“When Jim Tipton launched FindAGrave.com in 1995, little did he know the impact the site would have over the next 19 years. What began as a site to record graves of the famous has turned into a resource to share and discover the graves of everyone from paupers to presidents. Over the years, hundreds of thousands of volunteers have created millions of memorials, many with photos of the tombstones. And thanks to the contributions of people around the world, we just hit a pretty exciting milestone on Find A Grave.” (via Ancestry)

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Queens Library chief Thomas Galante placed on paid leave pending results of city and federal investigations

“The story of embattled Queens library chief Thomas Galante entered a new chapter Thursday night after he was put on indefinite leave by the board.< Galante, who has headed up the Queens public library since 2003, will get full pay while he is out on leave, board members said after a heated session behind closed doors. But he’s banished from the library pending the results of a full financial audit by City Controller Scott Stringer and the outcome of a probe of the library’s construction projects by the FBI and the city’s Department of Investigation." (via NY Daily News)

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IMLS Awards $9.2 Million to Improve Library Services in the U.S.

“The Institute of Museum and Library Services (IMLS) today announced grants for 51 library projects, totaling $9,291,441, that will advance library and archives practice by addressing challenges in the field and by testing and evaluating innovations. The projects were selected from 212 applications through the IMLS National Leadership Grants for Libraries and Sparks! Ignition Grants for Libraries programs, requesting more than $14.6 million and matched with $7,154,135 in non-federal funds. This announcement includes three grants through the Laura Bush 21st Century Library Program, which total $647,821.” (via IMLS)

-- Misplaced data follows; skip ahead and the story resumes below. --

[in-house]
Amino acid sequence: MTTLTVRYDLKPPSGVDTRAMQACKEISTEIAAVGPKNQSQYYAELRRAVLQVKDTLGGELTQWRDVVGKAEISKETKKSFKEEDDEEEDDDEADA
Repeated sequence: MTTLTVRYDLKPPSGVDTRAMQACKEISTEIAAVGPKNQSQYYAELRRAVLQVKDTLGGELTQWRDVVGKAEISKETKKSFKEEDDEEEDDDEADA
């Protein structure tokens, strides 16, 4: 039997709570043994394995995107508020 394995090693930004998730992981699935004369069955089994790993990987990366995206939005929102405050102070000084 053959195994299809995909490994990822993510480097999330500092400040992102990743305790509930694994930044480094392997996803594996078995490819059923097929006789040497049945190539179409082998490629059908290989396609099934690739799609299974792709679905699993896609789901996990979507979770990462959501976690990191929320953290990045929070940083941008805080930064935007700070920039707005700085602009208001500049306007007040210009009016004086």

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Reanimation Library Breathes New Life Into Old Books

“There exists a book, published in 1955, called A Million Random Digits with 100,000 Normal Deviates, which is exactly what it sounds like. Aside from the front matter — copyright materials, the publisher’s name — it contains nothing but lines of numbers, arranged into columns. Its creator, the RAND corporation, explains the text’s initial function: physicists, cryptographers and the like often need to use random strings of numbers for “experimental probability procedures.” But now, with the existence of online password generators and sites such as random.org, the thought of any scientist manually copying text from a physical book into an equation is laughable. Thus, the text has been deemed obsolete. For that reason, Andrew Beccone, creator of the Reanimation Library, had to have it. (via Huffington Post)

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Anyone Can Pivot: What The Changing Role Of Librarians Means For You

“While students were in love with EasyBib when we first introduced it in 2001, we also had some no-so-happy opponents. As a service that saved time by automating the process of creating citations and bibliographies, many librarians and English teachers initially weren’t thrilled. They believed we were indirectly taking away the learning process of creating citations, and were apprehensive of the idea of software generating accurate citations. I remember, as part of guerilla marketing tactics, cold emailing a librarian about EasyBib. She responded, coldly, that she would never consider using a product like ours with her students, and that it encouraged student laziness.” (via Forbes)